A painting titled “Water Lily Pond” by the master impressionist Claude Monet sold today in London for more than $80 million. This painting was part of four that Monet painted in 1919. “Water Lily Pond” had been auctioned in 1971 and had sold form a mere $320,000. That is one heck of an appreciation in price in 37 years. Of the four paintings, this is only one of three that survive. Another is at the Metropolitan Museum of Art in New York and the third was purchased at auction by a private collector in 1992.

Monet who was born in Paris, France in 1840 is the founder of French Impressionist painting. He intentionally created a water garden in Giverny, France so that he could paint as great a variety of water lilies as possible. Monet is not only considered one of the greatest impressionist painters by those of us who art, but by his fellow painters of the time as well. His fellow painters, Degas, Renoir and Cezanne, to name a few, considered him a leader and he influenced their work. Claude Monet passed away in 1926.

Outasite!! Collectibles - Murano Art Glass

Collectible Moonstone Glass

Anchor Hocking glass was “raised from the ashes” so to speak, as the venerable glass company sits on the site of its original premises. The Anchor Hocking factory, called the Black Cat, is partially named for the Hocking River, on which shores it sits.

Better known for its Royal Ruby glass and Fire King products of the 60’s & 70’s, the company is also known for its very popular Moonstone, Depression glass, which is very collectibles. The Moonstone Pattern was produced between 1941 and 1946 and is quite distinct. Some people confuse it with other makers such as Fenton Glass because of its hobnails and its white opalescent quality.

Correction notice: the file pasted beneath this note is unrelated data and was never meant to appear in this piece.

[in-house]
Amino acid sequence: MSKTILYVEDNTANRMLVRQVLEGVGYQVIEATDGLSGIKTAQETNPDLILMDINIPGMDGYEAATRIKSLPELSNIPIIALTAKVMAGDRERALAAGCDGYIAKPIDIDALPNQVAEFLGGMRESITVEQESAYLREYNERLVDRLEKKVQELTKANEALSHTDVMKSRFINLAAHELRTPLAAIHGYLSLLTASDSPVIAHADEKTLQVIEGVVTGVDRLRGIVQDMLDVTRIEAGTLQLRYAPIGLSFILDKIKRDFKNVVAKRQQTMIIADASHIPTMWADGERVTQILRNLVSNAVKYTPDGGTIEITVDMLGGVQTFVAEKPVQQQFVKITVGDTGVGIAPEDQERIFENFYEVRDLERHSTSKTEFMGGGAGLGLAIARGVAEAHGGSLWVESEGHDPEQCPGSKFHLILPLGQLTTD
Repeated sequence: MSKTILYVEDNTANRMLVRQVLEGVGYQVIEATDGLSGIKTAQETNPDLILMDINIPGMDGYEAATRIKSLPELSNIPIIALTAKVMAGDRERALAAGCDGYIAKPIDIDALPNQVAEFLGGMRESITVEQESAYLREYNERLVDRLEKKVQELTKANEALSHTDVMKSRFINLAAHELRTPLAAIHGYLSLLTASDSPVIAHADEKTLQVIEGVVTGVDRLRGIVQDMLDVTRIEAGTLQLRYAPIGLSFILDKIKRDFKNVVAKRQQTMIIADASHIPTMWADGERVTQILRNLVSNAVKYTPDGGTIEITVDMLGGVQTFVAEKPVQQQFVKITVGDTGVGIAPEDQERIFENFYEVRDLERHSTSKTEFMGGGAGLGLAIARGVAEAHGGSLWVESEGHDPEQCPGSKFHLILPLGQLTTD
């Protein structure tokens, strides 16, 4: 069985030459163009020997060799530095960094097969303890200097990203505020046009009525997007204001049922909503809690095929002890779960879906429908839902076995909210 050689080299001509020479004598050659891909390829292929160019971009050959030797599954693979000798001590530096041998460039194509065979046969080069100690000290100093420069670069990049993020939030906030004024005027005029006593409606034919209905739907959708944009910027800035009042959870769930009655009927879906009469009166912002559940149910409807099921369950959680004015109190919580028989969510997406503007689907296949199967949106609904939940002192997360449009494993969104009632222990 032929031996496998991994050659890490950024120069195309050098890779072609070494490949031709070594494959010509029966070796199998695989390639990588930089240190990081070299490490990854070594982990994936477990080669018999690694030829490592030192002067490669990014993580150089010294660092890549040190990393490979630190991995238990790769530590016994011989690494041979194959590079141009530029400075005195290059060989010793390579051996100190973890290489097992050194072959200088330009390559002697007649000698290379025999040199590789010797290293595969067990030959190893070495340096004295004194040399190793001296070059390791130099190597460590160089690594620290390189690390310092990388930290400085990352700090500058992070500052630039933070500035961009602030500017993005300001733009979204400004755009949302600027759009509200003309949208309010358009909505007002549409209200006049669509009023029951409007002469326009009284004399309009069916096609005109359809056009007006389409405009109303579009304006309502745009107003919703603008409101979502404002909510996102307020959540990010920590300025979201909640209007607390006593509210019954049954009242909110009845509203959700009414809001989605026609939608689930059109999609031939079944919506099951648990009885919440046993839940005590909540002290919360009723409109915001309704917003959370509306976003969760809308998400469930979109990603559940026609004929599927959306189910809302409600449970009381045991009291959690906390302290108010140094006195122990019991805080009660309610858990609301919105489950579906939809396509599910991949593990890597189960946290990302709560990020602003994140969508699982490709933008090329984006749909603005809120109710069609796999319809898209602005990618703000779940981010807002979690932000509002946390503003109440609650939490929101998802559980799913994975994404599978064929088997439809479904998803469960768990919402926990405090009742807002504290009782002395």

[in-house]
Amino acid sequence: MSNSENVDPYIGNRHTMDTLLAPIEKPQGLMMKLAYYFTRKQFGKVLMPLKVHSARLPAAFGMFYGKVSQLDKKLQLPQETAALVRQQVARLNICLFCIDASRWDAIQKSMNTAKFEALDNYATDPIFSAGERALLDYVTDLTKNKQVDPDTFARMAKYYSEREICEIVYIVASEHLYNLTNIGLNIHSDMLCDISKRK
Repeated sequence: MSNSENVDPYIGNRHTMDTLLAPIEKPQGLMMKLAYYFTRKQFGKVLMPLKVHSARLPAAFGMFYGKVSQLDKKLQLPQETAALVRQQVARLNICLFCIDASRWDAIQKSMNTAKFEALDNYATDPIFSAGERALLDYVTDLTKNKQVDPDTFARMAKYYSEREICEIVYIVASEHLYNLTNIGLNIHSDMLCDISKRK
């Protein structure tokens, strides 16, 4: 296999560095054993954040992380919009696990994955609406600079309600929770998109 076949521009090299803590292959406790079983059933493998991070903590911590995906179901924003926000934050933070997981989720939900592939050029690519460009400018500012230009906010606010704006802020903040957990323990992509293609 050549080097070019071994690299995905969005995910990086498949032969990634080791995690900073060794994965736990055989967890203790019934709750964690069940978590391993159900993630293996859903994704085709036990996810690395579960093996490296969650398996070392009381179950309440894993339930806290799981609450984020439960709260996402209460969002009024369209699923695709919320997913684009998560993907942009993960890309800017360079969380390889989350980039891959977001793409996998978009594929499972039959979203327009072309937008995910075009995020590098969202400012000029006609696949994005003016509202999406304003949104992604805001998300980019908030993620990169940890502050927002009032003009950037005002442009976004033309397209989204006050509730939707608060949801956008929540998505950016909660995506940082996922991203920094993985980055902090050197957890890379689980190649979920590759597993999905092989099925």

Another good thing about the Moonstone pattern is the fact that it is quite affordable as a collectible. Many of the smaller pieces can be picked up for a few dollars and a collection can build up quickly. Pieces can be found at many area flea markets, auctions and estate sales.

Monday, June 23, 2008

How to be Successful in the Flea Market Business

Some people think it is easy to start a flea market business. They dream about making big money by signing up and taking their merchandise out there. However, sometimes, it’s not as easy as it seems. Here are some things to think about if you want to be successful at a flea market.

First, you want to decide what type of merchandise you want to sell. Do you want to sell new merchandise, vintage collectibles or antiques? You want to choose something that you know a little bit about and can readily obtain at